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38 – Implementing Context-Sensitive Help

Users of Windows applications expect intuitive user interfaces that enable them to work productively even when they are using an application for the first time. Lengthy learning periods and large, complex user manuals are no longer acceptable features of a new application.

A significant element of a well-thought-out user interface is integrated help. Although many application features are obvious to the experienced user, others are not; furthermore, inexperienced users may not immediately grasp the significance of elements in a menu, window, or dialog.

Windows provides many features that assist the development of professional quality context-sensitive help files. Among these is the WinHelp program, the WinHelp API, and Windows' ability to assign help context identifiers to various user-interface elements.

For MFC applications, AppWizard can be instructed to create a skeleton help file. AppWizard-generated help can also be added to applications that were initially created without context-sensitive help.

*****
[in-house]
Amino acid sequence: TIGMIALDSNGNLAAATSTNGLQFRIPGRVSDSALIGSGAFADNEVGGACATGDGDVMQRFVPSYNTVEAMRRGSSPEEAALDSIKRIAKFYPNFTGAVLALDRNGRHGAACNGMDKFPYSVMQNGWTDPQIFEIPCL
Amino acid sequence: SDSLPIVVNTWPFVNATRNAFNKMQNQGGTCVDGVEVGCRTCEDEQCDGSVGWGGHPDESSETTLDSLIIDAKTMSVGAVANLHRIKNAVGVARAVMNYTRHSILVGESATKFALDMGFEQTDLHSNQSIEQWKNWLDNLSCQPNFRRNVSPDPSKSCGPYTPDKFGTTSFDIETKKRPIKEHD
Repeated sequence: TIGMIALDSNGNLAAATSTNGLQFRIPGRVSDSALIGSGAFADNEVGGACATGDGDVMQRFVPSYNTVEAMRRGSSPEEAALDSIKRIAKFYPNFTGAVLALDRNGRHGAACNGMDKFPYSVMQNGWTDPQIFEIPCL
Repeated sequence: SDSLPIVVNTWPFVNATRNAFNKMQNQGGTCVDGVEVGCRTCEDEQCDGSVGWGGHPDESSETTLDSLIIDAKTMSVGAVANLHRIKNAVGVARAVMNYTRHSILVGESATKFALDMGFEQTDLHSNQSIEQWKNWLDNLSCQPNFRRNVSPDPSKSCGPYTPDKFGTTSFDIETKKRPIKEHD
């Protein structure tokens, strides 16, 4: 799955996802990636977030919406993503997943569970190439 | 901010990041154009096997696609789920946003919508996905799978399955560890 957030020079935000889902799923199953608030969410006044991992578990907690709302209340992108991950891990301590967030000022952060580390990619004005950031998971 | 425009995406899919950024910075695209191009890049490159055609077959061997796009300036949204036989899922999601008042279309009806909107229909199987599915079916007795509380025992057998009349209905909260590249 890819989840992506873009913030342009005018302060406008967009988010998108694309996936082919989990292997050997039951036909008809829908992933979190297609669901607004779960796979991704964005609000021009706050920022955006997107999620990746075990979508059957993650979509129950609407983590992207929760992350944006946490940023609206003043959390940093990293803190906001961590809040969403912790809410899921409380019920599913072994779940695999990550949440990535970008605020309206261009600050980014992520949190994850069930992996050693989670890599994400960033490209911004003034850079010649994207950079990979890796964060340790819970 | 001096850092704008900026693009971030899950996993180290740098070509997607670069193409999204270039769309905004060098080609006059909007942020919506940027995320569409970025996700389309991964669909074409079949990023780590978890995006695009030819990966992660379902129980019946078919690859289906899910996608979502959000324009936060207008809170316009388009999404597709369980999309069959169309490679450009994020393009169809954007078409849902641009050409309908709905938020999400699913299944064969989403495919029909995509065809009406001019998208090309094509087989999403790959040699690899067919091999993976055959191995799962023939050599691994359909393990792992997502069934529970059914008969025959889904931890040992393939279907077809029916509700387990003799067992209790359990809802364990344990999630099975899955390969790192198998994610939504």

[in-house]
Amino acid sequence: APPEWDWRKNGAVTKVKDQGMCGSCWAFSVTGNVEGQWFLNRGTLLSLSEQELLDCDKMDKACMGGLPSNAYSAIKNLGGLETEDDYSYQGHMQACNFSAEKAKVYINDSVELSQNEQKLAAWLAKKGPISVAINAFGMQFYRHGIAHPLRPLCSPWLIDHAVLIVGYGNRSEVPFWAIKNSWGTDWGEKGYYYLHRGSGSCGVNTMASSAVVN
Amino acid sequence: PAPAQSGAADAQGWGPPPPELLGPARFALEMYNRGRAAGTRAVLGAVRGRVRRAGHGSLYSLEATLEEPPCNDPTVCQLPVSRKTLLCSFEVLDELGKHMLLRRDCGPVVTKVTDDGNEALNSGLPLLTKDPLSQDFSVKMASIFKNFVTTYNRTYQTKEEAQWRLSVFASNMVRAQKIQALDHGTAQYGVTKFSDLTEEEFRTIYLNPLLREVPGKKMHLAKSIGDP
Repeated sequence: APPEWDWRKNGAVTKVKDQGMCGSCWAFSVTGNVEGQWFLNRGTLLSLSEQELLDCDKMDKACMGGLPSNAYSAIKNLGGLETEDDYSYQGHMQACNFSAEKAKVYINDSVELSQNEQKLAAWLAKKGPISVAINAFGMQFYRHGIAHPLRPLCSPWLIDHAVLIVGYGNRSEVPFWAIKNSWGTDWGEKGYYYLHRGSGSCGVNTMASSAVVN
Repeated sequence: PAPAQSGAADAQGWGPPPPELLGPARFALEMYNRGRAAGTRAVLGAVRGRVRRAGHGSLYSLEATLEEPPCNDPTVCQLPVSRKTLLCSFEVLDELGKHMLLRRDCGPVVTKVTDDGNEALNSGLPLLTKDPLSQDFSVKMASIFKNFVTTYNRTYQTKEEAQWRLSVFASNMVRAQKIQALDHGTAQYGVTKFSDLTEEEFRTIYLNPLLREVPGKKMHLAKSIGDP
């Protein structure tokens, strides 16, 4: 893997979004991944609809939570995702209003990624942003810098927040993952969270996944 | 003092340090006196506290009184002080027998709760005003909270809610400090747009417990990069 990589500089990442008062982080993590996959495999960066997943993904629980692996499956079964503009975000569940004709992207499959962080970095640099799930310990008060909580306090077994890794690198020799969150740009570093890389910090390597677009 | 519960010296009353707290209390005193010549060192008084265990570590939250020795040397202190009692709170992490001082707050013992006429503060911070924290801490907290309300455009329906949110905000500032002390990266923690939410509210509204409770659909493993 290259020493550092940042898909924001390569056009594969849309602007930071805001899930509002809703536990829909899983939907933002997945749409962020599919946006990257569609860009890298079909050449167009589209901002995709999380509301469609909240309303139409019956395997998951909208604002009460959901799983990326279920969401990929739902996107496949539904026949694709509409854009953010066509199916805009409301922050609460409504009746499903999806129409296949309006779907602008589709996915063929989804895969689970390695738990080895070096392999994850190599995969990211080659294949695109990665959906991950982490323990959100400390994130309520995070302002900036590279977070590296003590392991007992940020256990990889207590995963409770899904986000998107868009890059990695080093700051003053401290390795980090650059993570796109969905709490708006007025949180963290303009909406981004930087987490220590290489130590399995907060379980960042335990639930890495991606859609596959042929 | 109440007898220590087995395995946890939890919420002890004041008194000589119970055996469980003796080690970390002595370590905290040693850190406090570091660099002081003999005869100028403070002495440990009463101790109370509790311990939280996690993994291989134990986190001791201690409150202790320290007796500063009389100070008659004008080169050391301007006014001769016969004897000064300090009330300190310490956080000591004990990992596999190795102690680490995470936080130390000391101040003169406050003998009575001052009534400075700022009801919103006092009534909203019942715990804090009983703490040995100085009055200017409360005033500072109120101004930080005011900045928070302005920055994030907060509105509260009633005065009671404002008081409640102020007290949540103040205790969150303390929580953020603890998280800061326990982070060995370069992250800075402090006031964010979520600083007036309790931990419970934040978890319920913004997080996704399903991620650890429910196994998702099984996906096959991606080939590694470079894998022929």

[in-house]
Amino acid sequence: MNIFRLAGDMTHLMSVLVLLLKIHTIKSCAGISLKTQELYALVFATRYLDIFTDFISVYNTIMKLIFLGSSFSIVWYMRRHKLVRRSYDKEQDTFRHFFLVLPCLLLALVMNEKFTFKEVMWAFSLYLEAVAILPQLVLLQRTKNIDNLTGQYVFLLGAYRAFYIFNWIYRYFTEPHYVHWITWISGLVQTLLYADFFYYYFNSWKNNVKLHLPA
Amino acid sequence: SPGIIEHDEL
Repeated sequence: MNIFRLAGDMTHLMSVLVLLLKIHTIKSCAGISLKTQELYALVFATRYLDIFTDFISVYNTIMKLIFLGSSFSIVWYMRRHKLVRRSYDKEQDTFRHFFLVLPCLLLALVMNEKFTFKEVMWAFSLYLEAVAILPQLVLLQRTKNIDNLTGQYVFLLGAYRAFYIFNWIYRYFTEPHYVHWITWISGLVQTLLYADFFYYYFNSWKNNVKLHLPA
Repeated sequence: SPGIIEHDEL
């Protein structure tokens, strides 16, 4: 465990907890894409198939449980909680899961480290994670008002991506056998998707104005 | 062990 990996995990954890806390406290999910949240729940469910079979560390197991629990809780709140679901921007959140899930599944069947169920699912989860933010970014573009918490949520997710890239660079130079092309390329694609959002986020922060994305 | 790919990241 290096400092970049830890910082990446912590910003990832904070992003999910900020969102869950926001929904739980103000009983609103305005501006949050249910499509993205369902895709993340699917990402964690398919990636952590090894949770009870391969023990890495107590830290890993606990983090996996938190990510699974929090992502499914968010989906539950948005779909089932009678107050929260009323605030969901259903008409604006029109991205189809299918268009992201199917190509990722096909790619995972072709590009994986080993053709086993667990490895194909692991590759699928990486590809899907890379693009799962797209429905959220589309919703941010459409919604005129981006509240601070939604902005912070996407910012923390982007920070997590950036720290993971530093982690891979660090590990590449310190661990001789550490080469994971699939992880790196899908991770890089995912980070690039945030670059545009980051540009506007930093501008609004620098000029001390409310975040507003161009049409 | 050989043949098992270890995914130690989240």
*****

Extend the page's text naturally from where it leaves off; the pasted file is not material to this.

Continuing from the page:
Developing help files has never been easier. The Visual C++ development system now includes the Microsoft Help Workshop, an integrated tool that helps you maintain and manage help projects.

In this section, we first examine the features of WinHelp, the Windows help application. Next, we review the rules for constructing help topic files. Lastly, we examine the Help Workshop and touch on the subject of advanced topics.

When authoring a help file, you should always keep in mind your intended audience. Despite a frequently heard myth to the contrary, I do not believe that the contents of help files and printed documentation should be identical. The purpose of these items is fundamentally different; while printed documentation is most often used by users who are new to your application and wish to receive an introduction to its concepts and ideas, help files are more likely to be used by experienced users wishing to obtain specific reference information on a particular topic. The format of the presentation (static, printed text versus online text with hypertext links) also prescribes a different authoring approach.

Help File Development

Help files are hypertext files that are presented by a special Windows application, WinHelp.exe. Constructing a help file is a process of several steps. First, help topic files need to be authored using an editor that is capable of handling rich text format (RTF) files. Next, a help project (HPJ) file must be created; this file identifies the help topic files and other components that comprise a help file project. Next, any additional files (for example, bitmap images) must be created. Finally, the help project file must be compiled using the Microsoft Help Compiler. The final version of the help system may also include dynamic link libraries and a help contents file. Figure 38.1 provides a graphical illustration of this process, identifying the various elements of a help project and the tools used to process them.


Figure 38.1. Help file development.